TThe road to 10G is paved with reliability – an issue that Comcast’s chief network officer Elad Nafshi on Tuesday during a roundtable discussion held in Salt Lake City.
It was a big day for Utah’s leading Internet provider. Comcast has spent the last five years building the roadmap to create a 10G modem that will deliver multigigabit speeds to tens of millions of customers. Earlier this year, Comcast announced plans to begin the deployment of its multigigabit services, which is expected to be delivered to businesses and customers around the nation by 2025.
On Tuesday, Salt Lake City officially became the first place for Comcast and Xfinity customers to access the company’s multigigabit tier and fastest upload speeds in the country. With 2 gigabytes per second (Gbps) download speed and upload speed up to 10 times faster, it is a big step towards 10G.
“We really wanted to bring the latest and greatest technology through a network that offers reliability like no other,” explains Nafshi. “It’s one that scales infinitely and offers the fastest load times along with all the services our customers continue to rely on.”
Coming to 10G means being at the forefront of modern innovation. And as a leading provider of Internet services, Comcast is up for the challenge. Five years in the making, the company is celebrating the construction and launch of an architecture that is standardized, scalable and bandwidth expandable.
It’s a technology that delivers on that reliability promise—while creating a smaller carbon footprint along the way—and it starts with what can be considered the brains of fiber technology: the headend.
In Salt Lake City, Comcast’s master headend houses digital transmitters that create and manage broadband data in one console used for about 600,000 devices. Each feeds between 10,000 and 15,000 devices. There are many cable connections with a digital transmitter required to create and manage broadband data consumers. Enter Distributed Access Architecture, or DAA.
Pre-DAA, digital transmitters connected by bulky cables that feed fiber to about 16 nodes – the containers that customers get installed by technicians to serve as connection points between devices and both send and receive data. Comcast provides 700 miles of fiber in Salt Lake City and nearly 5,000 miles throughout the state of Utah.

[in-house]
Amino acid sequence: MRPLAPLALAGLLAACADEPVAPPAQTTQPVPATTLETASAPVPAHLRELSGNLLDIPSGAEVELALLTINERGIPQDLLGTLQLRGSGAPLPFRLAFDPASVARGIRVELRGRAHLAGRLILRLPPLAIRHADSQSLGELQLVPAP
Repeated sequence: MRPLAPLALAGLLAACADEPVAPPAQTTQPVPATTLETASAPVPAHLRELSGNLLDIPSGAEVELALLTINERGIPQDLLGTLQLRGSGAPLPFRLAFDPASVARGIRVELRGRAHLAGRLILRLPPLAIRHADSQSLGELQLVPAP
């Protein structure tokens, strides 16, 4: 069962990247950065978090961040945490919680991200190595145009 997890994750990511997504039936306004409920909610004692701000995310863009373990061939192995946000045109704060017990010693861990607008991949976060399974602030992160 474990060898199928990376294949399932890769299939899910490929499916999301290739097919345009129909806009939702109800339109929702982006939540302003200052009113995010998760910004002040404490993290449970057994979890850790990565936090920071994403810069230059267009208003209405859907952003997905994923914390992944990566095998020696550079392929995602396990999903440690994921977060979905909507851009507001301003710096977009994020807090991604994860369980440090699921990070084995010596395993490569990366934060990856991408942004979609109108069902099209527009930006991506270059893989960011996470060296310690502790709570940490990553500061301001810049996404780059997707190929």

David Kroch, Comcast’s senior director west division headend engineering, says that the new world of fiber delivery is DAA. In this world, digital transmitters are about the size of a pair of fingernail clippers and are consolidated so that each one feeds about 48 nodes, which individually feed about 21-33 devices per home. And the cables are much, much smaller.
“Instead of using all that cabling, we use fiber to go out to the devices,” says Krook.
Comcast is going a step further by building housing containers, known as racks, for the new transmitters. In the new world of DAA, the racks, once black, are white – and take up much less space. “[White racks] Create ambient light so we don’t have to use as much lighting. So in that spirit of being efficient – to go green – we’re trying to reduce our carbon footprint,” says Krook.
And the physical footprint of the headend is also significantly reduced. “In the [one rack]we feed about 526 node areas or neighborhoods, which take up about five racks’ worth of space in our other architecture,” says Krook.
“Everything we do depends on the headend,” adds Nafshi. “The platform itself was architected and built for sustainability from the ground up, and now we can to reduce overall power consumption required to deliver the capacity of 50 percent by the year 2030. This is not just the bleeding edge of technology. This way we become more responsible citizens in the process of [creating that technology]”.
More than 100,000 Salt Lake homes and businesses access Xfinity and Comcast for their broadband speeds. Nafshi says that, when combined with Comcast Octave, the AI-powered platform deployed in 2020 to enable real-time connectivity monitoring, the new multigigabit tiers will be a game changer for Utah businesses, individual customers, and low-income community members to be. which Comcast has partnered with various nonprofits to provide digital literacy, connectivity and equipment.
“It will enable them to grow infinitely,” he says. “It gives us the ability to provide capacity speed and latency like never before to more customers than ever before – and to do so completely seamlessly. As businesses continue to grow, as needs continue to evolve, the network will always are there, and it will always enable them to enable us to serve them with reliability like never before.